Front Matter Why This Story was Written The Leaking Speedwell Searching for a Home After the Storm Wash Day Finding the Corn Attacked by the Savages Building Houses Miles Standish The Sick People The New Home Master White and the Wolf Inside of the House A Chimney Without Bricks Building the Fire Master Bradford's Chimney Scarcity of Food A Timely Gift The First Savage Visitor Squanto's Story Living in the Wilderness The Friendly Indians Grinding the Corn A Visit From Massasoit Massasoit's Promise Massasoit's Visit Returned The Big House Burned The Mayflower Leaves Port Setting the Table What and How we Eat Table Rules A Pilgrim Goes Abroad Making a Dugout Governor Carver's Death Bradford Chosen Governor Farming in Plymouth Cooking Indian Corn The Wedding Making Maple Syrup Decorating the House Trapping Wolves and Pigeons Elder Brewster The Visit to Massasoit Keeping the Sabbath Holy Making Clapboards Cooking Pumpkins A New Oven Making Spoons and Dishes The Fort and Meeting-House The Harvest Festival How to Play Stoolball On Christmas Day When the Fortune Arrived Possibility of Another Famine On Short Allowance A Threatening Message Pine Knots and Candles Tallow From Bushes Wicks for the Candle Dipping the Candles When James Runs Away Evil-Minded Indians Long Hours of Preaching John Alden's Tubs English Visitors Visiting the Neighbors Why More Fish are not Taken How Wampum is Made Ministering to Massasoit The Plot Thwarted The Captain's Indian Ballots of Corn Arrival of the Ann Little James Comes to Port The New Meeting-House The Church Service The Tithingmen Master Winslow Brings Cows A Real Oven Butter and Cheese Settlement at Wessagussett The Village at Merrymount The First School Too Much Smoke Schools Comforts How Children Were Punished New Villages Making Ready for a Journey Clothing for Salem Food for the Journey Before Sailing for Salem Beginning the Journey The Arrival at Salem Sight-Seeking in Salem Back to Plymouth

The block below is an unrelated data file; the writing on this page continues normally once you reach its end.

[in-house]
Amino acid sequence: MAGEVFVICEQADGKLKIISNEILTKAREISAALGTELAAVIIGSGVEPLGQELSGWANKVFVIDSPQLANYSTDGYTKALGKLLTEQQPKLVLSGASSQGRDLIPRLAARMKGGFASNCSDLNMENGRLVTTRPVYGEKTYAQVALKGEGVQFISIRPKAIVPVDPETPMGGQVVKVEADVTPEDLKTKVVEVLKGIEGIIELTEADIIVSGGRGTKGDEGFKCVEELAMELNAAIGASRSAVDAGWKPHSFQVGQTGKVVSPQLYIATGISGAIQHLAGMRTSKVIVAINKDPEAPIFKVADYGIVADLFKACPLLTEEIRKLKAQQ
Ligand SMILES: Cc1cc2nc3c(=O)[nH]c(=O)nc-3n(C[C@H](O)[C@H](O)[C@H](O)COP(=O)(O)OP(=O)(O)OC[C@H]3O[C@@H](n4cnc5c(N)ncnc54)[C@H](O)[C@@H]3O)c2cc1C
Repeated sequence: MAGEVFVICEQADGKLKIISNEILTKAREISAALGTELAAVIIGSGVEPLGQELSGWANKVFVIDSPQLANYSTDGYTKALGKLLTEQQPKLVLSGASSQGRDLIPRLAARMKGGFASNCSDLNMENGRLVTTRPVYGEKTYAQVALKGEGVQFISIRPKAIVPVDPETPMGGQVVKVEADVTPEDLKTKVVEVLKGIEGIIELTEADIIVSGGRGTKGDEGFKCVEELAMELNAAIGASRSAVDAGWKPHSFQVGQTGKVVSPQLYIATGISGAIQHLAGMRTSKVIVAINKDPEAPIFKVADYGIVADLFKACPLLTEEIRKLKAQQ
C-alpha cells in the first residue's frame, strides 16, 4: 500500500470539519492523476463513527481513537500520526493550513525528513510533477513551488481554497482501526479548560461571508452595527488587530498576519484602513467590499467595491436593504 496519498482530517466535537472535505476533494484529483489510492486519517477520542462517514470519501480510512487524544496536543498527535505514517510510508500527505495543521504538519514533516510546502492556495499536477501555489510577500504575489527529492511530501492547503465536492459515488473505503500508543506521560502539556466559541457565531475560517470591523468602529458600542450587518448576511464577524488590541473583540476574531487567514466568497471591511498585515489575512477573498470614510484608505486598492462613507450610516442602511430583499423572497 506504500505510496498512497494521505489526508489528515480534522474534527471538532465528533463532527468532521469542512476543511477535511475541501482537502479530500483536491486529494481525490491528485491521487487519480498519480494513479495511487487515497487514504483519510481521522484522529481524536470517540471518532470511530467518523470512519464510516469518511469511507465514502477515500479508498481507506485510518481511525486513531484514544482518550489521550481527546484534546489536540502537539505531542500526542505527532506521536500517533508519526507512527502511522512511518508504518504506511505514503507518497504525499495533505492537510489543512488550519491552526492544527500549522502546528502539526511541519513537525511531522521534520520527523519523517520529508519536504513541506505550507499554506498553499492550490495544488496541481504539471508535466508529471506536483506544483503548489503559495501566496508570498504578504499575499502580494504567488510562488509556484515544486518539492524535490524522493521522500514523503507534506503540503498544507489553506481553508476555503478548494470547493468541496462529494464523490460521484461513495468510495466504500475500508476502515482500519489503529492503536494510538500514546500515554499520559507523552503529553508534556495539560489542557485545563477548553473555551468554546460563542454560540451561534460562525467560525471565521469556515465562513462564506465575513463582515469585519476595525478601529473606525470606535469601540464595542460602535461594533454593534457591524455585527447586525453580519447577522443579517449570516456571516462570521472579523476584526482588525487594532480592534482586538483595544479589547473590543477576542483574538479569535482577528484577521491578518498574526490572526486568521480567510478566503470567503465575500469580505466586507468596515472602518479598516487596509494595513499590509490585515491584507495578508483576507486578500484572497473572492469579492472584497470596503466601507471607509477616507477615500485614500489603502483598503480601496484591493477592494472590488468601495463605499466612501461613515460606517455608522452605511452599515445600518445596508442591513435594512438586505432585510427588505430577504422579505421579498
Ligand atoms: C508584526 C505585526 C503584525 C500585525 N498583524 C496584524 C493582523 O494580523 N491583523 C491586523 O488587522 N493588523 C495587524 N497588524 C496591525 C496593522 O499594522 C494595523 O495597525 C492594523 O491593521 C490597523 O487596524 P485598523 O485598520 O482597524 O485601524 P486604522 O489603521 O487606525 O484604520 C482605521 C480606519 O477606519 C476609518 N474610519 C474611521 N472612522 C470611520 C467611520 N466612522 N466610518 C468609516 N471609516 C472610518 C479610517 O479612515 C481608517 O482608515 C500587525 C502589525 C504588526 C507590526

Mary of Plymouth - James Otis

Clothing for the Salem Company

Just fancy! The Massachusetts Bay Company gave to each man and boy who came over from England to Salem four pairs of shoes, and four pairs of stockings to wear with them, a stout pair of Norwich garters, together with four shirts, and two suits of doublet and hose of leather lined with oiled skin. As if that were not enough, to the list were added a woolen suit lined with leather, two handkerchiefs, and a green cotton waistcoat. Then came a leather belt, a woolen cap, a black hat, two red knit caps, two pairs of gloves, a cloak lined with cotton, and an extra pair of breeches.

Is it any wonder that Sarah and I were eager to see these gentlemen who must have needed a baggage ship in order to bring over their finery. Think of people coming into the wilderness outfitted in such extravagant fashion as that!

Surely they should be able to live comfortably, and without anxiety for the future, because the company that sent them to build the town of Salem, took good care that they were provided with provisions in plenty until they had sown and reaped.

If we of Plymouth had come so burdened with clothes and food, we should have been spared many a sad day, when an empty stomach, scantily covered with thin clothing, knew at the same time the biting of the frost and the gnawing of hunger. It is little wonder that Sarah and I were eager to see these fortunate people, if for no other reason than to learn how they carried themselves before us of Plymouth, who failed of being fine birds through absence of fine feathers.